Although she was married to a fishmonger, Kate Jackson lived the life of Riley at her bungalow in Limeslade, near Swansea. In 1929, when £4 a week was a working man’s salary, she would spend several pounds on flowers for table decoration in a single day. Her clothes bill was sky-high and she would dispense £1 notes as tips with regal generosity. If any extravagant whim took her, like hiring a car or a motor-launch for the day, she gratified it instantly.

And the cash? It came to her by post regularly every Wednesday – sometimes “a whole bundle of notes,” sometimes only two or three pounds.

“I’m a novelist and a journalist,” she would explain to friends. None of them, not even her husband, had any idea of the real truth. She was in fact an unusually successful blackmailer.

At a court hearing several years earlier, when a man was charged with misappropriation of union funds, it was said that he had handed over a large sum of money to a woman referred to as Madame X. The woman’s name was suppressed at police request in the hope that some restitution would be made by her in return. That was wildly optimistic, for Madame X was Mrs. Kate Jackson.

Her husband Thomas Jackson believed all his wife told him, and accepted the idea that she was a wealthy woman who did a little journalism and so on just for fun.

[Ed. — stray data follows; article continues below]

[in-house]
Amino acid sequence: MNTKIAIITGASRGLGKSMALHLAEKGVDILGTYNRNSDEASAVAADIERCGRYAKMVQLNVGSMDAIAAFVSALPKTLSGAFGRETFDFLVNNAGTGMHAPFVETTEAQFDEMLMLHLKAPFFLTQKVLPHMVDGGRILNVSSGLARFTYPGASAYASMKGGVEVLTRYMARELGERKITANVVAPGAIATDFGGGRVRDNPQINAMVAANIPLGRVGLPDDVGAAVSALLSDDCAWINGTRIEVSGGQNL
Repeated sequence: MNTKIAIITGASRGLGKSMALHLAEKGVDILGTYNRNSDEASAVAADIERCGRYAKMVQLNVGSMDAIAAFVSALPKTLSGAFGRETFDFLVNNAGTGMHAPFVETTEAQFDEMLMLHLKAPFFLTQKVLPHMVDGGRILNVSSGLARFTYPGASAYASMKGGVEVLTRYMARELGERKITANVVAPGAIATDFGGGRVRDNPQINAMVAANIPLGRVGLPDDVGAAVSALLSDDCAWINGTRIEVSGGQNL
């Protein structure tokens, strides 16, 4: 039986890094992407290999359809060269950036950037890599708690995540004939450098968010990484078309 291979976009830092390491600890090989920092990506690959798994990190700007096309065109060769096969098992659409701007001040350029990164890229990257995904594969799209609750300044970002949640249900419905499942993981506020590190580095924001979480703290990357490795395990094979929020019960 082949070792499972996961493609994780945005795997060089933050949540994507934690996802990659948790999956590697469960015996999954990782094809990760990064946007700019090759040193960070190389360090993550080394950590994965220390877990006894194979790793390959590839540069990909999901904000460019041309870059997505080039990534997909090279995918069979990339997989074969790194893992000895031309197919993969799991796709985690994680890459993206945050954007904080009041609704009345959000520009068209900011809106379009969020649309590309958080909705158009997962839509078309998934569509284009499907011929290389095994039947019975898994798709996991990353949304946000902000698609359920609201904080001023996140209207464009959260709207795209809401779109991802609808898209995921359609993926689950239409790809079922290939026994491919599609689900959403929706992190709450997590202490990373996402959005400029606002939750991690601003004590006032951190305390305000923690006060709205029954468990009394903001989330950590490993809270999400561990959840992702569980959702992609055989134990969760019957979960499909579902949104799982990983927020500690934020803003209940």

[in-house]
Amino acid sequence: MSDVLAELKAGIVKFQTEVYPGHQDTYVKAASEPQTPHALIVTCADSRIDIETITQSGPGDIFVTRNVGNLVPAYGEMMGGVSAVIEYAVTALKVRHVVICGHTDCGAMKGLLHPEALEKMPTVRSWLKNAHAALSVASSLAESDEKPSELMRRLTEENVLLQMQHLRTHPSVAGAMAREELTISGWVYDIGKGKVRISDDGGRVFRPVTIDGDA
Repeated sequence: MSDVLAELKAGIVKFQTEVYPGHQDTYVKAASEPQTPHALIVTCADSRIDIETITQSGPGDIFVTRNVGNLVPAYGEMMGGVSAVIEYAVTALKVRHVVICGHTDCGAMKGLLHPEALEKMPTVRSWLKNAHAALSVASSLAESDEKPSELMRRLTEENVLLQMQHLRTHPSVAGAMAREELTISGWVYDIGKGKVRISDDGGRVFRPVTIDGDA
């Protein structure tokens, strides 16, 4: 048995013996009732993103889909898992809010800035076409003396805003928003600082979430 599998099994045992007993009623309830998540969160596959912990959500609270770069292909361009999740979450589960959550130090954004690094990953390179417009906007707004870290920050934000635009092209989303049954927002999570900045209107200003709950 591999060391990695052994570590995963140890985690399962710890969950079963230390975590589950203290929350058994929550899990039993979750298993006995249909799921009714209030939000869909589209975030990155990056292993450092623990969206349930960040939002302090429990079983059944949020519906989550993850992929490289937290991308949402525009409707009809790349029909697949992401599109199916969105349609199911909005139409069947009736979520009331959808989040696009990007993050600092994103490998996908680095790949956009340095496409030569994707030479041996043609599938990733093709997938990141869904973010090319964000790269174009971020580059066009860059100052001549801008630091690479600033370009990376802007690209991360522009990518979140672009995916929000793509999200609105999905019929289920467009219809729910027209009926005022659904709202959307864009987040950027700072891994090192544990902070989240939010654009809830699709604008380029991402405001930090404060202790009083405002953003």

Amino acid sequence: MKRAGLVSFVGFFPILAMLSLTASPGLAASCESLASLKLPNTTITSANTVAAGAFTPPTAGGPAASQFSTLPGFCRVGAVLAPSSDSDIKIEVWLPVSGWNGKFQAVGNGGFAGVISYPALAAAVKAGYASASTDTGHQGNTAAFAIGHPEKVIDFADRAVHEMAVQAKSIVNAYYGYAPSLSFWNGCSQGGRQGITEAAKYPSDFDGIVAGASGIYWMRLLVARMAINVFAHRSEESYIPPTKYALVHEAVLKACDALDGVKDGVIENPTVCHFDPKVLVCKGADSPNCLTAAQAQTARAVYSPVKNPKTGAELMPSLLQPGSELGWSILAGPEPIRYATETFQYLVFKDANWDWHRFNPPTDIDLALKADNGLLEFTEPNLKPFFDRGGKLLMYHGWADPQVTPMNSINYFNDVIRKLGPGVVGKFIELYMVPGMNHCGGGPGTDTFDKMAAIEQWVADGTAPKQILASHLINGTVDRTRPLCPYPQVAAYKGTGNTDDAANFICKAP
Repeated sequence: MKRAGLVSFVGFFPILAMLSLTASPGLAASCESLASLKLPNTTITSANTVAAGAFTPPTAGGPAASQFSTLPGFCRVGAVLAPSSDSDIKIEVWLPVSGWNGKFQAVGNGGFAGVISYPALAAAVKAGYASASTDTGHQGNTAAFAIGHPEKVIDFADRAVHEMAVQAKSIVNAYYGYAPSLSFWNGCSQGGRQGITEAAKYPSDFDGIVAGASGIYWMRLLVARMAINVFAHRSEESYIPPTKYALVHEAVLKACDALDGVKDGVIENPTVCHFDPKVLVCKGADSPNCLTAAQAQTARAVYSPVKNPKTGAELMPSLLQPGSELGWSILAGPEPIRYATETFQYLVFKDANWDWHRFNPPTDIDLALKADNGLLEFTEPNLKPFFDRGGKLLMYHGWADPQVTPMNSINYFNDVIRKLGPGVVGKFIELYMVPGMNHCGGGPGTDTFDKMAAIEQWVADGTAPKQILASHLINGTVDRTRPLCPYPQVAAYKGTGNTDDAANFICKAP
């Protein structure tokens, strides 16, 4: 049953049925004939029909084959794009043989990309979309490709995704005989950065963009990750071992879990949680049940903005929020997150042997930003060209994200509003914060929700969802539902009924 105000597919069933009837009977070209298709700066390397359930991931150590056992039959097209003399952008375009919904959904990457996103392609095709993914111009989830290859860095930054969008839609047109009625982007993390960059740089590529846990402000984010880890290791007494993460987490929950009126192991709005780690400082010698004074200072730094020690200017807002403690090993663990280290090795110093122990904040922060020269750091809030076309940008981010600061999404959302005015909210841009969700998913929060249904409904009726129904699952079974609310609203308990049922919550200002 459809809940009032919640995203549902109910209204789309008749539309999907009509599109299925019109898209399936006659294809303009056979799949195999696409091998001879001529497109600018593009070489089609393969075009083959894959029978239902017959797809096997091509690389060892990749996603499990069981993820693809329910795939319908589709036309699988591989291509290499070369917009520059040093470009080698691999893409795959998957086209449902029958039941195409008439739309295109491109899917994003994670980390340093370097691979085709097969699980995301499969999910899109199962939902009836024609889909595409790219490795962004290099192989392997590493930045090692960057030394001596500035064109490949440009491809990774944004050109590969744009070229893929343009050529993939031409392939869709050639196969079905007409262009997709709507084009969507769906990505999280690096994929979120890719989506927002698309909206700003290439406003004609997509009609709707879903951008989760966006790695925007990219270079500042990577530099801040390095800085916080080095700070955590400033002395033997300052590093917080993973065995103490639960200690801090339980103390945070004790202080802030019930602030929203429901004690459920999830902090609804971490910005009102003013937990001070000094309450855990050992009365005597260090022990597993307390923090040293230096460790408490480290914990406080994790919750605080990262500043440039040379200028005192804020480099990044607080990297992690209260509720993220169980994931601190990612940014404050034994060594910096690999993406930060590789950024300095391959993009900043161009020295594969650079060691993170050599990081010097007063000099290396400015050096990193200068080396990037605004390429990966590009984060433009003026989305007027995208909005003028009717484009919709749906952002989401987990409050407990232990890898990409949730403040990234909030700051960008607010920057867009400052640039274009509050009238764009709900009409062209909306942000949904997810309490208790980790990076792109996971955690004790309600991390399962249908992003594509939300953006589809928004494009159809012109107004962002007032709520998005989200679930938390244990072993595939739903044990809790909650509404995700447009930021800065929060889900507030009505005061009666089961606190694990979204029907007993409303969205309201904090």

She was undoubtedly a mystery woman. Objecting to the name of her husband as being too ordinary, she persuaded him to be married in the name of “Captain Ingram.” Occasionally she let it be known that she was the daughter of the Duke of Abercorn. In fact, she was the daughter of a farm labourer named Atkinson.

On Sunday, February 10th, 1929, Kate Jackson went to the cinema with her next-door neighbour. When they came home each went to their own house. Almost immediately the neighbour heard a scream from Kate’s house. She rushed round to the Jacksons’ and saw Kate lying outside her back door. Her husband Thomas, who had just come down from his bedroom, was bending over her.

Kate had been hit violently over the head. She was taken to hospital where, according to a doctor, Thomas Jackson said, “I have been married to her for ten years, and I still don’t know who she is.” Six days later Kate died, and a fortnight after that her husband was charged with her murder.

The evidence was flimsy almost beyond belief, yet the judge’s summing-up was heavily biased against Jackson. As to whether a lurking stranger could have killed Kate the judge said: “There is no evidence of any secret enemy, that is merely surmise or possibility.”

The jury thought differently. They probably figured that there was every possibility of a secret enemy – like, for instance, the man Kate was blackmailing. They found her husband not guilty. For them, not only was the life of Madame X a mystery, so was her death, and so was the name of the man who murdered her.